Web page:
Why does our republican movement insist on trying to do the impossible?
This is its hopeless attempts to graft a politicians’ republic onto a crowned republic.
There is after all a perfectly good model of a politicians’ republic which, except for its civil war and long dependence on slavery, has worked reasonably well.
The rejection by the House of the President’s bailout of those delinquent bankers may or may not be a good thing economically, but it certainly demonstrates the checks and balances in the US constitution.
The legislature is not beholden to the President. Otherwise he would have close to dictatorial powers.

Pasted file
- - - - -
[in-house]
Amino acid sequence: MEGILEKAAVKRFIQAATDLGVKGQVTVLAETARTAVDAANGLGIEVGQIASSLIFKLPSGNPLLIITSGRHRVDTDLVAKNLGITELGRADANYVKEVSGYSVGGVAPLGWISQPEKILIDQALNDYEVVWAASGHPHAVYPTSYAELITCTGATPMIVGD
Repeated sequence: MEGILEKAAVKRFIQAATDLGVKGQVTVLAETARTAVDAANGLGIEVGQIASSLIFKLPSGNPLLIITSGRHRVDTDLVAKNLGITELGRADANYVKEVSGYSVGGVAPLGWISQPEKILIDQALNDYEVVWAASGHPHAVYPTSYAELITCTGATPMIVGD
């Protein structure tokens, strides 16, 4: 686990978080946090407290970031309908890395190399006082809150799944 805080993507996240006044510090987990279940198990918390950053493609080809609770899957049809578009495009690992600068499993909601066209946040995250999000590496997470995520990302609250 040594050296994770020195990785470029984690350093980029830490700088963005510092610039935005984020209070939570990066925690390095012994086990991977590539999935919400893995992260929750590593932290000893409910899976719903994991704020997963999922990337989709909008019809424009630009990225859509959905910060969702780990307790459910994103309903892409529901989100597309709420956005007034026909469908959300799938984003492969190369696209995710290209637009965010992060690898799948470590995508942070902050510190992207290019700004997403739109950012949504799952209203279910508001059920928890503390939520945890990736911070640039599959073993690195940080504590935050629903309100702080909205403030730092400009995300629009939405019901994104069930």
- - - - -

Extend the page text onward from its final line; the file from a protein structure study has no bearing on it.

And power does tend to corrupt, as we know.
Now I don’t think the US system is a patch on our Westminster Crowned republic.
That is because it’s a politicians’ republic – a good one, but still a politicians’ republic.
After the Bay of Pigs fiasco in Cuba for which he was responsible , President Kennedy told the CIA deputy head:
“ If this were the UK, you as the civil servant would continue and I would resign. But it’s not.
“ In the United States, I continue and you resign.”
In addition the US system is too rigid. If the congress decides to impeach the President, it can paralyse the government for long periods, as happened under Richard Nixon.
And the now two year one billion dollar presidential election campaigns would be worth it if they produced better government.
But they manifestly don’t. They will probably soon extend over three years.
I am with Cardinal Moran, who at the time of Federation observed that in Australia, we have the most perfect form of republican government.
We do indeed.